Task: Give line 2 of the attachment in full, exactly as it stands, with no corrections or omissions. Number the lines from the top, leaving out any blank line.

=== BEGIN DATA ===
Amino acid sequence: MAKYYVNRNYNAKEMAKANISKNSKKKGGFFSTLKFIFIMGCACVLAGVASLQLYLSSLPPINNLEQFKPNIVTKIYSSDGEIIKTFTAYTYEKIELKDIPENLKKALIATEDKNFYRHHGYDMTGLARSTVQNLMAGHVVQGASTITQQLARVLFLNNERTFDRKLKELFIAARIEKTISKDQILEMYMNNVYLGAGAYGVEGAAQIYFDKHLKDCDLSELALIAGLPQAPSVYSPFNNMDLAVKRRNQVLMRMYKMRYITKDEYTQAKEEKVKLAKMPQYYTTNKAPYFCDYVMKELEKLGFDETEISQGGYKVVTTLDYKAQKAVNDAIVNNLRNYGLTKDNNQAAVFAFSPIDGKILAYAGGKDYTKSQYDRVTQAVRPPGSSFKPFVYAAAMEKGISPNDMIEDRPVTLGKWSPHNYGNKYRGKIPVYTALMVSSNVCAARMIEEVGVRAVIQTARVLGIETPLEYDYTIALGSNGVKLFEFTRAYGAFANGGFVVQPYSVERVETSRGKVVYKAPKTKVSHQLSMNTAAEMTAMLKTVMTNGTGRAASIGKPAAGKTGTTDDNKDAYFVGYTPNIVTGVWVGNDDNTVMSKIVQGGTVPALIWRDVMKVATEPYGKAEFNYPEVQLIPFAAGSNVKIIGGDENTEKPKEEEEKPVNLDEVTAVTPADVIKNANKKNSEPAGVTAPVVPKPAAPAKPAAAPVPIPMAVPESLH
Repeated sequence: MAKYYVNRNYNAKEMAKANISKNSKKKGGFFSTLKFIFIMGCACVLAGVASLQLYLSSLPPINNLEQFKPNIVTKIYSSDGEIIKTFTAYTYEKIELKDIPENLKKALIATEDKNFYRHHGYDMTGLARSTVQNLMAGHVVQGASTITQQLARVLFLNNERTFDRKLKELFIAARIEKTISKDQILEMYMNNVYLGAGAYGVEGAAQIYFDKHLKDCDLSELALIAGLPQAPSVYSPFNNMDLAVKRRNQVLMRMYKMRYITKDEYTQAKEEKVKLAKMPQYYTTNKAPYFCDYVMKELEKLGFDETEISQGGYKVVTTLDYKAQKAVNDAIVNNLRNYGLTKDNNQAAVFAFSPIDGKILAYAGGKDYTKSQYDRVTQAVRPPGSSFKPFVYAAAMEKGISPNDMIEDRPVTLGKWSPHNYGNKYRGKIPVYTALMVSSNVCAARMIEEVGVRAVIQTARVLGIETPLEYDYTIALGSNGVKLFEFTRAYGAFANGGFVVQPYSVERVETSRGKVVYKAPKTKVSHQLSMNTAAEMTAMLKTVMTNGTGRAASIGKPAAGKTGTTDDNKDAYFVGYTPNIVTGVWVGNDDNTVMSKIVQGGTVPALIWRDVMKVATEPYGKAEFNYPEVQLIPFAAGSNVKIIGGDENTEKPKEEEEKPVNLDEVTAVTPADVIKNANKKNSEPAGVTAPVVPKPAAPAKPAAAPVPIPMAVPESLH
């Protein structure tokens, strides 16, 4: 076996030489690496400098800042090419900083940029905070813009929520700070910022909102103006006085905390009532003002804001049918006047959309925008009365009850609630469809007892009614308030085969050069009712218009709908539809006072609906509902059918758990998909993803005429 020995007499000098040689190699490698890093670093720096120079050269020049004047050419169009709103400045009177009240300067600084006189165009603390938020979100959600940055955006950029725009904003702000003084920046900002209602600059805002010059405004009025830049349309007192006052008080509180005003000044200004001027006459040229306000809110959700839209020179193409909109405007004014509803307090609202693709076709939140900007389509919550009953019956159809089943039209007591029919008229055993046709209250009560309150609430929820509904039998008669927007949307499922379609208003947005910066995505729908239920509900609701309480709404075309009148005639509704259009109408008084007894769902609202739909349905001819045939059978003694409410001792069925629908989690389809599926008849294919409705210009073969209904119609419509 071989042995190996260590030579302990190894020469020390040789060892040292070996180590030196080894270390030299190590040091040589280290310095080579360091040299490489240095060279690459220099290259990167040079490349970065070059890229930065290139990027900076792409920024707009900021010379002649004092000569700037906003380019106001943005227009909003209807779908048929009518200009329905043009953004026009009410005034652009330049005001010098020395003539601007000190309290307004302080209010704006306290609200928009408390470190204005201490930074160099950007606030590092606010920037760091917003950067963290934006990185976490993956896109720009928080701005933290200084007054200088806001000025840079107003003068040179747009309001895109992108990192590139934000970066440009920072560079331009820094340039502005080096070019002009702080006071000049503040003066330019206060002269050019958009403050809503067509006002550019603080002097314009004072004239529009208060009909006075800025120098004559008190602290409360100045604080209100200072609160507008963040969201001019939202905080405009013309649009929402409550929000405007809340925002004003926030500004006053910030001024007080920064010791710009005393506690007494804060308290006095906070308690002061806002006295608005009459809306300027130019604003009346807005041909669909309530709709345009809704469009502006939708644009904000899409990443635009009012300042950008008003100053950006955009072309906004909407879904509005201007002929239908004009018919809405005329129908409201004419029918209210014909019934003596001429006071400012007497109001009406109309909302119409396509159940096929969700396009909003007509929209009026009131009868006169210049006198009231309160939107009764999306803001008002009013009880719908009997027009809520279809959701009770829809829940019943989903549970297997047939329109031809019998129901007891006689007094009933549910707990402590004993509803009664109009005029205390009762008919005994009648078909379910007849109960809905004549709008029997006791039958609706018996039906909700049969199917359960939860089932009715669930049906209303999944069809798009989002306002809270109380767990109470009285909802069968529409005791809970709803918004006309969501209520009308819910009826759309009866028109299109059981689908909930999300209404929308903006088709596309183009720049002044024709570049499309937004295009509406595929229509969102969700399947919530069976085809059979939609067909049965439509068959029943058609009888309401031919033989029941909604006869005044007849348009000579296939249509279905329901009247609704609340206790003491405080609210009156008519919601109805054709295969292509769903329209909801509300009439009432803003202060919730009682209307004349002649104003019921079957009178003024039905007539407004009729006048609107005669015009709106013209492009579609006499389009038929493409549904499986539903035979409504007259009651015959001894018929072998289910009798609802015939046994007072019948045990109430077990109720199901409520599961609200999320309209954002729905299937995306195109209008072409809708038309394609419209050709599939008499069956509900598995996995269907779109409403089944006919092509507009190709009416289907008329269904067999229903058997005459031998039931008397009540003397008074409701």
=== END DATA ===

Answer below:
Repeated sequence: MAKYYVNRNYNAKEMAKANISKNSKKKGGFFSTLKFIFIMGCACVLAGVASLQLYLSSLPPINNLEQFKPNIVTKIYSSDGEIIKTFTAYTYEKIELKDIPENLKKALIATEDKNFYRHHGYDMTGLARSTVQNLMAGHVVQGASTITQQLARVLFLNNERTFDRKLKELFIAARIEKTISKDQILEMYMNNVYLGAGAYGVEGAAQIYFDKHLKDCDLSELALIAGLPQAPSVYSPFNNMDLAVKRRNQVLMRMYKMRYITKDEYTQAKEEKVKLAKMPQYYTTNKAPYFCDYVMKELEKLGFDETEISQGGYKVVTTLDYKAQKAVNDAIVNNLRNYGLTKDNNQAAVFAFSPIDGKILAYAGGKDYTKSQYDRVTQAVRPPGSSFKPFVYAAAMEKGISPNDMIEDRPVTLGKWSPHNYGNKYRGKIPVYTALMVSSNVCAARMIEEVGVRAVIQTARVLGIETPLEYDYTIALGSNGVKLFEFTRAYGAFANGGFVVQPYSVERVETSRGKVVYKAPKTKVSHQLSMNTAAEMTAMLKTVMTNGTGRAASIGKPAAGKTGTTDDNKDAYFVGYTPNIVTGVWVGNDDNTVMSKIVQGGTVPALIWRDVMKVATEPYGKAEFNYPEVQLIPFAAGSNVKIIGGDENTEKPKEEEEKPVNLDEVTAVTPADVIKNANKKNSEPAGVTAPVVPKPAAPAKPAAAPVPIPMAVPESLH